Eastern medicine and your skin

The health-care practices in Asia have existed for centuries and are still a guiding principle for many medicinal disciplines, including the care of the skin.  Modern western dermatology has made many advances and is the right solo choice for many cures but understanding how body types vary through the principles of Ayurveda and Traditional Chinese Medicine allows practitioners to customize treatment of skin malfunction.

Using a holistic approach to skincare—understanding how an individual body is bio-chemically functioning—is key to remediating conditions such as acne or eczema or aging skin.  Some people are naturally warm bodied, some people are naturally cool, some people perspire a lot, some people never sweat; all of these distinctions are addressed in eastern medicine.  Therefore when prescribing skincare products, it is important to know that key ingredients also carry their own unique properties such as warming or cooling which will enhance or complicate the natural functions of the skin.  This is why one acne treatment may work for one person and not another, and why trendy remedies don’t always work.

Along with understanding the natural tendencies of an individual’s skin, it is important to understand how environment and life style can alter these for the good or for the detriment.  A naturally reddened skin can become chronically infected when exposed to constant adrenaline surges and heat.  Cool, thin skin can become brittle and wrinkle if one eats primarily salads while under moisturizing.  A naturally tight complexion can become angry and red in frigid weather just like an oily red skin type can become calmed down in the same weather.  This is why as a skincare practitioner I constantly am reminding people for the need to update & swap out their skin care routine at the change of the weather.  This is not so much an issue in temperate climates like California, but in areas with a distinct four seasons it is crucial.

As a general guide, here are a few active ingredients and their properties.  But please NOTE: none of these ingredients are a cure applied directly on their own!  With some exception, they MUST be combined into a product suspended within other ingredients that allow the benefits to be absorbed.  And conversely, a synergy may be achieved when a formulator is blending counter intuitive ingredients. Consulting with a skincare professional is always best when attempting to improve your skin.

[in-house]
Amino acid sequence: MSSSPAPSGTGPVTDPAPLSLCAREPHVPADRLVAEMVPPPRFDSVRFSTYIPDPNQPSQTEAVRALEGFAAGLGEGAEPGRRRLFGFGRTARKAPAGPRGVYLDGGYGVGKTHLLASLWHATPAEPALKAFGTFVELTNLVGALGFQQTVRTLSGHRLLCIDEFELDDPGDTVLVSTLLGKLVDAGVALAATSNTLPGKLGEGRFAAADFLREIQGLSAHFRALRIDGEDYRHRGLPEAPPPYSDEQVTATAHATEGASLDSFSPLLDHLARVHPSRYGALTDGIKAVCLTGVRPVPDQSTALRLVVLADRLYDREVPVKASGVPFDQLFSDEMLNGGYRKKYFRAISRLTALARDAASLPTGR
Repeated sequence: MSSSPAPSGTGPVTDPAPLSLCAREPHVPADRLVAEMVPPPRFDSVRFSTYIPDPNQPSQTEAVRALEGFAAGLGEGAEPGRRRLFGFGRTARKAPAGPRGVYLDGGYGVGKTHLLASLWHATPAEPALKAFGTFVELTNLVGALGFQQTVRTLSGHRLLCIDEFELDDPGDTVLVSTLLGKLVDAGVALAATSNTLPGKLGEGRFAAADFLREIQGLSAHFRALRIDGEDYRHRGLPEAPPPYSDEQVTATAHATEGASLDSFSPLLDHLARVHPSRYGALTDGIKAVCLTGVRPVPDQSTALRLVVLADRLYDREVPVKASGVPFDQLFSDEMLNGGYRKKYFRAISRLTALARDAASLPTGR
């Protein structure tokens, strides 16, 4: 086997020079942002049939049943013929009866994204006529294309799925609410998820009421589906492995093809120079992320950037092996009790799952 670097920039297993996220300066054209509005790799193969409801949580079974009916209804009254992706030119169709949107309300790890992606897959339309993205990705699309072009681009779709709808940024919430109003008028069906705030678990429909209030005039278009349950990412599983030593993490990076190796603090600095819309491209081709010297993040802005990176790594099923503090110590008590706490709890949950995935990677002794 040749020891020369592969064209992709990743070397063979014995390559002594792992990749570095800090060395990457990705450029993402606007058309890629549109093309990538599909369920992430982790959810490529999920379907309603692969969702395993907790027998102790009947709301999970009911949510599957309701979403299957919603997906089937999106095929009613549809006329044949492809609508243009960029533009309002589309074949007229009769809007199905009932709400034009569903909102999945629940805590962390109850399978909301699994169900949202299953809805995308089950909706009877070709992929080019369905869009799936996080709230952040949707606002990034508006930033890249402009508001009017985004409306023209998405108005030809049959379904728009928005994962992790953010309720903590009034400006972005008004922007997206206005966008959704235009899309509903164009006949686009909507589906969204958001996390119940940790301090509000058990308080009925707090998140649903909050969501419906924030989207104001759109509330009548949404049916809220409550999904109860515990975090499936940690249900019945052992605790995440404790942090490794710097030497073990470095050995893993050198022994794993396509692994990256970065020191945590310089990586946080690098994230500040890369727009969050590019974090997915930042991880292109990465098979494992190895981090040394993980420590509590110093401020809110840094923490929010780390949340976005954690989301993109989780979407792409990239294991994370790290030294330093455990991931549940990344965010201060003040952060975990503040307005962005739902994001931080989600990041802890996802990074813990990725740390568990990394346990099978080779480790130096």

Good for dry, tight, lack-luster skin Good for dry,  flakey easily reddened skin Good for moist, even skin toned skin Good for moist, reddened acne and/or peeling skin
Acid, AHA glycolic

X

X

Acid, AHA lactic

X

X

Acid, AHA tartaric

X

X

Acid, BHA salicylic

X

Actives, alpha lipoic acid

X

X

Actives, amino acids

X

X

Actives, ceramides

X

X

Actives, glutathione

X

X

X

X

Actives, L-carnitine

X

X

Actives, peptides

X

X

X

X

Actives, resveratol

X

X

Botanical, aloe vera

X

X

X

X

Botanical, kelp/seaweed/algae

X

X

X

Botanical, pumpkin

X

X

Botanical, quince extract

X

X

X

X

Oil-like, fractionated coconut, triglyceride

X

X

X

Oil-like, squalene from olives

X

X

X

X

Oil, Almond

X

X

X

Oil, Argan

X

X

Oil, castor

X

X

Oil, Coconut

X

X

Oil, fruit seed

X

X

X

Oil, Jojoba

X

X

Oil, olive

X

X

Oil, Rosehip

X

X

X

X

Oil, Sesame

X

X

Oil, shea butter

X

X

Oil, shea oil

X

X

Vitamin A, retinol, RetinA™

X

Vitamin B3, Niacinamide

X

X

X

X

Vitamin B5, Panthenol

X

X

X

X

Vitamin C, fat soluble

X

X

X

Vitamin C, water soluble

X

X

X

Vitamin E, all forms

X

X

X

Vitamin, co enzyme Q10

X

X

X

X

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